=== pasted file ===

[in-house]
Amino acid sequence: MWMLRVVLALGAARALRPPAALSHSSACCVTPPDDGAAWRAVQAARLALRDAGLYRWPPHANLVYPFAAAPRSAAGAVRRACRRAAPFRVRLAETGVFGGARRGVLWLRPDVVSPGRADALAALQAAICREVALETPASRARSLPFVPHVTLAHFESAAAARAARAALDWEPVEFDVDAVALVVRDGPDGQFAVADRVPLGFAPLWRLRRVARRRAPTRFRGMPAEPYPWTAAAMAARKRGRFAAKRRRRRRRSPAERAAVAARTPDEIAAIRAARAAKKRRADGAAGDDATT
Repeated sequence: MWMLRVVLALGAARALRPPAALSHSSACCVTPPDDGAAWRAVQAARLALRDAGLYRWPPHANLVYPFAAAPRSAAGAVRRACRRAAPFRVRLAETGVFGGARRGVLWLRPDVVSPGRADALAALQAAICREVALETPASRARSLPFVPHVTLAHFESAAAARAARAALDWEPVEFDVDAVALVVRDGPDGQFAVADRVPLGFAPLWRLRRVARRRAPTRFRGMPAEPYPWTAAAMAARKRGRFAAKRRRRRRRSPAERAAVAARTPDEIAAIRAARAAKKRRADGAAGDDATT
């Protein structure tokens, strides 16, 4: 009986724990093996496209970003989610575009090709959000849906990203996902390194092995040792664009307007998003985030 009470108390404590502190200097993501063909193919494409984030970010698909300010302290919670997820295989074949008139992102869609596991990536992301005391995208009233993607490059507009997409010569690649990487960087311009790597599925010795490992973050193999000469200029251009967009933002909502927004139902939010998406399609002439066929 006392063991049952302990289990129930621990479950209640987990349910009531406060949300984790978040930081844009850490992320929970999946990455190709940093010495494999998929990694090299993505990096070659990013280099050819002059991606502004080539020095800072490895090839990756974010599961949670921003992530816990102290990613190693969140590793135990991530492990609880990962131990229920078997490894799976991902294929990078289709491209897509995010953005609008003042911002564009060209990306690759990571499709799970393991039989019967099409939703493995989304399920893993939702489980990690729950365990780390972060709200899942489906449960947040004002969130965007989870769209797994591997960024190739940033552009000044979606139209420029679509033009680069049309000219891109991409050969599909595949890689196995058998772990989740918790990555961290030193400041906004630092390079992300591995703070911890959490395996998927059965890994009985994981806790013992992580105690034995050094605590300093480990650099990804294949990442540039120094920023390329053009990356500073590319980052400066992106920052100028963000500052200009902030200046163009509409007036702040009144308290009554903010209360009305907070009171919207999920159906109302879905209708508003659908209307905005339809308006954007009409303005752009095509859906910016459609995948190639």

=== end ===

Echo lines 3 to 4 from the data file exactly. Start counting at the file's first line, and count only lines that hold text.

Repeated sequence: MWMLRVVLALGAARALRPPAALSHSSACCVTPPDDGAAWRAVQAARLALRDAGLYRWPPHANLVYPFAAAPRSAAGAVRRACRRAAPFRVRLAETGVFGGARRGVLWLRPDVVSPGRADALAALQAAICREVALETPASRARSLPFVPHVTLAHFESAAAARAARAALDWEPVEFDVDAVALVVRDGPDGQFAVADRVPLGFAPLWRLRRVARRRAPTRFRGMPAEPYPWTAAAMAARKRGRFAAKRRRRRRRSPAERAAVAARTPDEIAAIRAARAAKKRRADGAAGDDATT
């Protein structure tokens, strides 16, 4: 009986724990093996496209970003989610575009090709959000849906990203996902390194092995040792664009307007998003985030 009470108390404590502190200097993501063909193919494409984030970010698909300010302290919670997820295989074949008139992102869609596991990536992301005391995208009233993607490059507009997409010569690649990487960087311009790597599925010795490992973050193999000469200029251009967009933002909502927004139902939010998406399609002439066929 006392063991049952302990289990129930621990479950209640987990349910009531406060949300984790978040930081844009850490992320929970999946990455190709940093010495494999998929990694090299993505990096070659990013280099050819002059991606502004080539020095800072490895090839990756974010599961949670921003992530816990102290990613190693969140590793135990991530492990609880990962131990229920078997490894799976991902294929990078289709491209897509995010953005609008003042911002564009060209990306690759990571499709799970393991039989019967099409939703493995989304399920893993939702489980990690729950365990780390972060709200899942489906449960947040004002969130965007989870769209797994591997960024190739940033552009000044979606139209420029679509033009680069049309000219891109991409050969599909595949890689196995058998772990989740918790990555961290030193400041906004630092390079992300591995703070911890959490395996998927059965890994009985994981806790013992992580105690034995050094605590300093480990650099990804294949990442540039120094920023390329053009990356500073590319980052400066992106920052100028963000500052200009902030200046163009509409007036702040009144308290009554903010209360009305907070009171919207999920159906109302879905209708508003659908209307905005339809308006954007009409303005752009095509859906910016459609995948190639």